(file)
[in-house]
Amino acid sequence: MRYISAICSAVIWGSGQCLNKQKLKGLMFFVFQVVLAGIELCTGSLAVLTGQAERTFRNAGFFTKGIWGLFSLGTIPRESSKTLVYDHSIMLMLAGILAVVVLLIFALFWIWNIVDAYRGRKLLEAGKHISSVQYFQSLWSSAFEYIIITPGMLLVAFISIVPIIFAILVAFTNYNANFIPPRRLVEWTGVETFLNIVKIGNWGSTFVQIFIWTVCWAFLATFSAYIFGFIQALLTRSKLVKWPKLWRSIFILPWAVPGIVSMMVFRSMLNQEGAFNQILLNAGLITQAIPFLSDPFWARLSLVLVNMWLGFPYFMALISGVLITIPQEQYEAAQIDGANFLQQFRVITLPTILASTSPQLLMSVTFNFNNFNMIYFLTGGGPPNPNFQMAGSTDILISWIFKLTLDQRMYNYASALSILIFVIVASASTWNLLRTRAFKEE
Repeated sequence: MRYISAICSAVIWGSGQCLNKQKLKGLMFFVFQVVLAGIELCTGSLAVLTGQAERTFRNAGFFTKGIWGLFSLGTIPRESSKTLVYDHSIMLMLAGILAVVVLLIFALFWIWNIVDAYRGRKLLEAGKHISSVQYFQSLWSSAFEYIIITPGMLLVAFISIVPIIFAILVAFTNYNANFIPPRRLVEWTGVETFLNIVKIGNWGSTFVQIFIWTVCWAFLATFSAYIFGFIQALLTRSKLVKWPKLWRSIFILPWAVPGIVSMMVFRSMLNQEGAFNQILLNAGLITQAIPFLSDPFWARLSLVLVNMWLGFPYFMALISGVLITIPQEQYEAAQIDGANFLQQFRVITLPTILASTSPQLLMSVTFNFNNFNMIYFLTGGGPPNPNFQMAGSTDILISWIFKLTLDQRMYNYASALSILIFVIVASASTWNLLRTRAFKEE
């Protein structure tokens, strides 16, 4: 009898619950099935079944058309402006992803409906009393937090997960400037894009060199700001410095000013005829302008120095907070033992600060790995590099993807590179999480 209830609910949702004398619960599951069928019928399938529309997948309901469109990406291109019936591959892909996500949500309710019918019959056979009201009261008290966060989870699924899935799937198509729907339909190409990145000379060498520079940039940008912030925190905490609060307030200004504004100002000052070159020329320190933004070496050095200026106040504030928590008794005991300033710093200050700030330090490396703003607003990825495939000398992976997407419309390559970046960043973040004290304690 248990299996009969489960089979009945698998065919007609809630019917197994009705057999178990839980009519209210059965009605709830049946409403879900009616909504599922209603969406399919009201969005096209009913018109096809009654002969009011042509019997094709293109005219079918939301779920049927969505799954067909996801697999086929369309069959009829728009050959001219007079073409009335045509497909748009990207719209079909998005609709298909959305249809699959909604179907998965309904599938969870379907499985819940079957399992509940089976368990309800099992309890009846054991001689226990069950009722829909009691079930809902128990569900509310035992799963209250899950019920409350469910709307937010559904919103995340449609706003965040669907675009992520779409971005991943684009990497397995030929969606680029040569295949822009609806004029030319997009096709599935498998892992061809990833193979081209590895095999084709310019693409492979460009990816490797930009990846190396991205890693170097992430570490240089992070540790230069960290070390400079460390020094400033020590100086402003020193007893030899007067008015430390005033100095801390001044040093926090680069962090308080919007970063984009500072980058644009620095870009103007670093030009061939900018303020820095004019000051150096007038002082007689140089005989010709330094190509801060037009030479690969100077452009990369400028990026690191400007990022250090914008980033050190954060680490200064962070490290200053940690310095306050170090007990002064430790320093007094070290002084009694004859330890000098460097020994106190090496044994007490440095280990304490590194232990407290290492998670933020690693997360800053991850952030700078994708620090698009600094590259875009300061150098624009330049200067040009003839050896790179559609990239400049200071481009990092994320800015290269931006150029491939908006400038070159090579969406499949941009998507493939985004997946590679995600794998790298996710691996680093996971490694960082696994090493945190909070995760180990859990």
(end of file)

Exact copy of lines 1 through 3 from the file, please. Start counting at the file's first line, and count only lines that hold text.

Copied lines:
[in-house]
Amino acid sequence: MRYISAICSAVIWGSGQCLNKQKLKGLMFFVFQVVLAGIELCTGSLAVLTGQAERTFRNAGFFTKGIWGLFSLGTIPRESSKTLVYDHSIMLMLAGILAVVVLLIFALFWIWNIVDAYRGRKLLEAGKHISSVQYFQSLWSSAFEYIIITPGMLLVAFISIVPIIFAILVAFTNYNANFIPPRRLVEWTGVETFLNIVKIGNWGSTFVQIFIWTVCWAFLATFSAYIFGFIQALLTRSKLVKWPKLWRSIFILPWAVPGIVSMMVFRSMLNQEGAFNQILLNAGLITQAIPFLSDPFWARLSLVLVNMWLGFPYFMALISGVLITIPQEQYEAAQIDGANFLQQFRVITLPTILASTSPQLLMSVTFNFNNFNMIYFLTGGGPPNPNFQMAGSTDILISWIFKLTLDQRMYNYASALSILIFVIVASASTWNLLRTRAFKEE
Repeated sequence: MRYISAICSAVIWGSGQCLNKQKLKGLMFFVFQVVLAGIELCTGSLAVLTGQAERTFRNAGFFTKGIWGLFSLGTIPRESSKTLVYDHSIMLMLAGILAVVVLLIFALFWIWNIVDAYRGRKLLEAGKHISSVQYFQSLWSSAFEYIIITPGMLLVAFISIVPIIFAILVAFTNYNANFIPPRRLVEWTGVETFLNIVKIGNWGSTFVQIFIWTVCWAFLATFSAYIFGFIQALLTRSKLVKWPKLWRSIFILPWAVPGIVSMMVFRSMLNQEGAFNQILLNAGLITQAIPFLSDPFWARLSLVLVNMWLGFPYFMALISGVLITIPQEQYEAAQIDGANFLQQFRVITLPTILASTSPQLLMSVTFNFNNFNMIYFLTGGGPPNPNFQMAGSTDILISWIFKLTLDQRMYNYASALSILIFVIVASASTWNLLRTRAFKEE